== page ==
Bringing a trailer up to meet the minimum safety guidelines from the National Association of Trailer Manufacturers isn’t difficult from a technical standpoint. But, you still have to know what needs to be changed and added.
Most of the NATM guidelines focus around the proper use of reflective tape, lights and record keeping.
If your trailer is compliant with the latest NATM regulations, it’ll have reflective tape strategically placed on the bumper and frame in the following places:
Rear of trailer as near to the top and as far left and right as possible
Edge of the tape should be at least 3″ away from the nearest edge of a lamp
Lamps that a red in color may be within 3″ adjacent to red reflective tape
On the rear of the trailer, 2″ horizontal red and white tape must be along the full width between 15″ and 60″ off the ground
Horizontal 2″ tape, red and white in color, must be spaced over at least half of the trailer length, between 15″ and 60″ off the ground
Continuously placed on the rear bumper or underride guard, if present
If you’re going to take your trailer on the road and have it meet all of the NATM guidelines, it needs lights. A lot of them. Here’s what you need:
Rear turn lamps
Rear reflex reflectors
License plate lamps
Rear side marker lamp
Rear side reflex reflectors
Front side marker lamps
Front side reflex reflectors
That’s not the end, however. Trailers longer than 30′ require:
Intermediate side reflex reflectors
Intermediate side marker lights
And trailers wider than 80″ also require:
Rear clearance lamps
Front clearance lamps
Rear identification lamps
If your trailer meets the NATM guidelines for brake systems, tires and similar parts, you’ll be good to go on any road. Here’s a checklist for running gear:
If your trailer is destined for commercial use, it needs to meet federal brake standards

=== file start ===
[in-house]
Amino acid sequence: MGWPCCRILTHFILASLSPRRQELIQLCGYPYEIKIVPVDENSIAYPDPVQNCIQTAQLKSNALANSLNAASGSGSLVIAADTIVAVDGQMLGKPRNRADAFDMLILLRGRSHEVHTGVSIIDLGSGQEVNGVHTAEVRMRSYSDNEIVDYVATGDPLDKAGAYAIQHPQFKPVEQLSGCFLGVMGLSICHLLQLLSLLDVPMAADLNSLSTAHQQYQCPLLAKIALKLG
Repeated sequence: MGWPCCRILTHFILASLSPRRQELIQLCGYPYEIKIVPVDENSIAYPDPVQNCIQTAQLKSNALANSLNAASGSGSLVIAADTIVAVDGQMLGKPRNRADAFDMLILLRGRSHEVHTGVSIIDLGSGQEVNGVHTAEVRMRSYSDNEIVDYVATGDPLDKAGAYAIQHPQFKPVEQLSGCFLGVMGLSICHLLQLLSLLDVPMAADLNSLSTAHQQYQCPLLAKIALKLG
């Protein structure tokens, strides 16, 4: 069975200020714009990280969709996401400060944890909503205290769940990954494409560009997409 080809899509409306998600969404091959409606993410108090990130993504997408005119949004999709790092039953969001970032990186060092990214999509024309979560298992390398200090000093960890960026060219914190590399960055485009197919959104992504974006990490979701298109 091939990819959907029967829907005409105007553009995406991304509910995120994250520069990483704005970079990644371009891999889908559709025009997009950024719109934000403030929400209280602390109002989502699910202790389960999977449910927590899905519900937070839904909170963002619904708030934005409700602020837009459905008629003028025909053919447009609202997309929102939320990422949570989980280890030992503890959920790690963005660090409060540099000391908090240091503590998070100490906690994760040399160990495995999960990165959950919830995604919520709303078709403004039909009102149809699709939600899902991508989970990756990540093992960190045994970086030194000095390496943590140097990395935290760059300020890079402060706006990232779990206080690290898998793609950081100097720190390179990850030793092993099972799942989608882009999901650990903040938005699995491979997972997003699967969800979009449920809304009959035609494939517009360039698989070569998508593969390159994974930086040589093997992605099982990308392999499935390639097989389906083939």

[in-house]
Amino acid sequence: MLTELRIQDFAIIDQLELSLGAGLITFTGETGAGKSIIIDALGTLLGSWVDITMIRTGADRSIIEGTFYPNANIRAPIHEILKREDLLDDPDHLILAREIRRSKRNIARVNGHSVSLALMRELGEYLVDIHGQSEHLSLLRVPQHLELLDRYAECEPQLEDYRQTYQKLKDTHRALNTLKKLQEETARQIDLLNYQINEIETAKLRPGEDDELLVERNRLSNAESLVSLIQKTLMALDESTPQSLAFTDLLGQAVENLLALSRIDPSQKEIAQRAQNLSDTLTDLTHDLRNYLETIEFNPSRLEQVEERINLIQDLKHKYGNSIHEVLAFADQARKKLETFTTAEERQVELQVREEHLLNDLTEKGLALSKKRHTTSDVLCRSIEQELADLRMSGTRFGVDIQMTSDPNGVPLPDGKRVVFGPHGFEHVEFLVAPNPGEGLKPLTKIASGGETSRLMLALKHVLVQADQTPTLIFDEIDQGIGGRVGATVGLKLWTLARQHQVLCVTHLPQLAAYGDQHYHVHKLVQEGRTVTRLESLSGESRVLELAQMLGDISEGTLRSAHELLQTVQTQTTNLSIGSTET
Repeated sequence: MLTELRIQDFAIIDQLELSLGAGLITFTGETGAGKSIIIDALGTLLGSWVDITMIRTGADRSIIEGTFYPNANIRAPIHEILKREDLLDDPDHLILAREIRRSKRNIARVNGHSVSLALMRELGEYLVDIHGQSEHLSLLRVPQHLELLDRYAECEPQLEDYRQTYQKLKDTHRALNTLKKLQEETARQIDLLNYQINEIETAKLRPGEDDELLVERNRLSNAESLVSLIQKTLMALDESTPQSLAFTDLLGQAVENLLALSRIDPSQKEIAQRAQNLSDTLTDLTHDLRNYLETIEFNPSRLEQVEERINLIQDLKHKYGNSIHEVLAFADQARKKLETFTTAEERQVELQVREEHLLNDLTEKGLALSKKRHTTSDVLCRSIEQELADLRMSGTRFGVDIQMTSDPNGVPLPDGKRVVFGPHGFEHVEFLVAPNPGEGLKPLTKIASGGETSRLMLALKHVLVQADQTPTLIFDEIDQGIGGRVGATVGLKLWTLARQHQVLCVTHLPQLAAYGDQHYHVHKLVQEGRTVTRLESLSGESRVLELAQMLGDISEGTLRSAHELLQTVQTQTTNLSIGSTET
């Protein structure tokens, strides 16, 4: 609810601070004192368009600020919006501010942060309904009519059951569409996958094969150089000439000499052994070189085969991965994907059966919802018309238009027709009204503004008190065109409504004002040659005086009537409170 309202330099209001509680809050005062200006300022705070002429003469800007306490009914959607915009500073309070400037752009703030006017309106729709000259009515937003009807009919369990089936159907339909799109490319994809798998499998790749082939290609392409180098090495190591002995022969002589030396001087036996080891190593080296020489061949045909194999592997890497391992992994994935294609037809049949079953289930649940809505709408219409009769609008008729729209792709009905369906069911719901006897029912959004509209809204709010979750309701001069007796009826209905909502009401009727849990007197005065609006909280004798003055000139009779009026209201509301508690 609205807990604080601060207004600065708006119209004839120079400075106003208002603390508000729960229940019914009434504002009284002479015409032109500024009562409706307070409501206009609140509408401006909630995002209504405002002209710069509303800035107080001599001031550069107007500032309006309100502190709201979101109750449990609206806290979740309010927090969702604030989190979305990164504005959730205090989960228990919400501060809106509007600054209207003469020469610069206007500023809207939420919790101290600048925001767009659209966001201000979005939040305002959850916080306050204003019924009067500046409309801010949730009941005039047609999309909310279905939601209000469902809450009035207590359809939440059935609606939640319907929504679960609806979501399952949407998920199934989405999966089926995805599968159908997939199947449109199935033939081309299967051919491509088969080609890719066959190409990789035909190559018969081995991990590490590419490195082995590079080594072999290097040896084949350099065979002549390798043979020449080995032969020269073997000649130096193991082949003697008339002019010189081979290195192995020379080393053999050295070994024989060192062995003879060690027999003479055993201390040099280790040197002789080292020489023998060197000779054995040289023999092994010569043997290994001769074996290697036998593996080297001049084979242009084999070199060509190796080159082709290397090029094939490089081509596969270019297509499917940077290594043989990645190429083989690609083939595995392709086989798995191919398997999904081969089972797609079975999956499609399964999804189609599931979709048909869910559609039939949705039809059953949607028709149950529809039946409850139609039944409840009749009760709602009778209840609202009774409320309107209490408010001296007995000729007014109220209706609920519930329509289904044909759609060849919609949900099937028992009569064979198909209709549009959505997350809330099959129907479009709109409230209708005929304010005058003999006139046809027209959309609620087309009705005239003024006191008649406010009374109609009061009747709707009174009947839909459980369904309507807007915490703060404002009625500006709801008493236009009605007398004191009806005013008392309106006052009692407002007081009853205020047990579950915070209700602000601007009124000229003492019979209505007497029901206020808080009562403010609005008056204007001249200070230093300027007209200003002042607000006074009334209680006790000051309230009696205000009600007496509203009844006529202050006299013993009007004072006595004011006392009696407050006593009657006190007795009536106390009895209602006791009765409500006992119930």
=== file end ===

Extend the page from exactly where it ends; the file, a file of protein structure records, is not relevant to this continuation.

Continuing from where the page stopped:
Anti lock brakes used when required
Hydraulic braking systems need to be built around DOT approved hoses
Breakaway battery kits need to be able to hold the brakes in place for a 15 minute minimum
Maintain proper tire records to first purchaser
Related to the final point: It’s illegal to put used tires on a new trailer.
Document, document, document
In addition to placing all appropriate lights and reflective tape on NATM-approved trailers, manufacturers also have to take a few additional steps:
Inclusion on the NHTSA database, with products and VIN identifiers present as well
Records kept for each unit made, complete with VIN, dealer name, and addresses of sold units
A system for assigning Gross Vehicle Weight Ratings needs to be available, covering all applicable components
Manufacturers also have to make available supplier data for parts like safety chains, lighting specifications, axle and coupler capacities
NATM Guidelines Compliant Trailers Remove All Doubt
As you can see, there’s a lot that goes into ensuring that your trailer is up to par. For many consumers, purchasing a trailer from an authorized dealer is going to be the easiest, most legal route to a compliant trailer.
Make sure that your trailer is showing off a NATM sticker. It’s the best way to make sure that it’s as safe as possible!